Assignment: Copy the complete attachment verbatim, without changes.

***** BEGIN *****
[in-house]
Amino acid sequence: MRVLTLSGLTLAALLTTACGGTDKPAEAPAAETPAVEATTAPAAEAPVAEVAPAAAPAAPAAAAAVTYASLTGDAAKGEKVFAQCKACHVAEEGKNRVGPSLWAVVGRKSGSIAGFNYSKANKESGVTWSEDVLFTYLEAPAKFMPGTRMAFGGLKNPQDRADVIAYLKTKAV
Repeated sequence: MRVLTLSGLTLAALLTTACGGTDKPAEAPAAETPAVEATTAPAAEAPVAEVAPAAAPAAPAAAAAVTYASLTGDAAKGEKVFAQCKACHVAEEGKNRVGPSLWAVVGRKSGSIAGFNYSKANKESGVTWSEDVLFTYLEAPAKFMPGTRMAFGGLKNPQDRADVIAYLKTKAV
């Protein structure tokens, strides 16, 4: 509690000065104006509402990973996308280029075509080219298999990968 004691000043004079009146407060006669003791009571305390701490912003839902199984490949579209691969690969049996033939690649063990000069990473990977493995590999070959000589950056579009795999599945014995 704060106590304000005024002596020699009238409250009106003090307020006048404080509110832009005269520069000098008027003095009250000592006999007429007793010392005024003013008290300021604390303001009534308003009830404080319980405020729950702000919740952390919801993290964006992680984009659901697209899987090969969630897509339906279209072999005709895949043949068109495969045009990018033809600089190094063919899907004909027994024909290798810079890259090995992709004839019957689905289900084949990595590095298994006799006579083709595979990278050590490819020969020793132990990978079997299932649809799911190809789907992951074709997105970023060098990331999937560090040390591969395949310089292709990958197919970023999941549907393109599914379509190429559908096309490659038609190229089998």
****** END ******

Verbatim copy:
[in-house]
Amino acid sequence: MRVLTLSGLTLAALLTTACGGTDKPAEAPAAETPAVEATTAPAAEAPVAEVAPAAAPAAPAAAAAVTYASLTGDAAKGEKVFAQCKACHVAEEGKNRVGPSLWAVVGRKSGSIAGFNYSKANKESGVTWSEDVLFTYLEAPAKFMPGTRMAFGGLKNPQDRADVIAYLKTKAV
Repeated sequence: MRVLTLSGLTLAALLTTACGGTDKPAEAPAAETPAVEATTAPAAEAPVAEVAPAAAPAAPAAAAAVTYASLTGDAAKGEKVFAQCKACHVAEEGKNRVGPSLWAVVGRKSGSIAGFNYSKANKESGVTWSEDVLFTYLEAPAKFMPGTRMAFGGLKNPQDRADVIAYLKTKAV
């Protein structure tokens, strides 16, 4: 509690000065104006509402990973996308280029075509080219298999990968 004691000043004079009146407060006669003791009571305390701490912003839902199984490949579209691969690969049996033939690649063990000069990473990977493995590999070959000589950056579009795999599945014995 704060106590304000005024002596020699009238409250009106003090307020006048404080509110832009005269520069000098008027003095009250000592006999007429007793010392005024003013008290300021604390303001009534308003009830404080319980405020729950702000919740952390919801993290964006992680984009659901697209899987090969969630897509339906279209072999005709895949043949068109495969045009990018033809600089190094063919899907004909027994024909290798810079890259090995992709004839019957689905289900084949990595590095298994006799006579083709595979990278050590490819020969020793132990990978079997299932649809799911190809789907992951074709997105970023060098990331999937560090040390591969395949310089292709990958197919970023999941549907393109599914379509190429559908096309490659038609190229089998």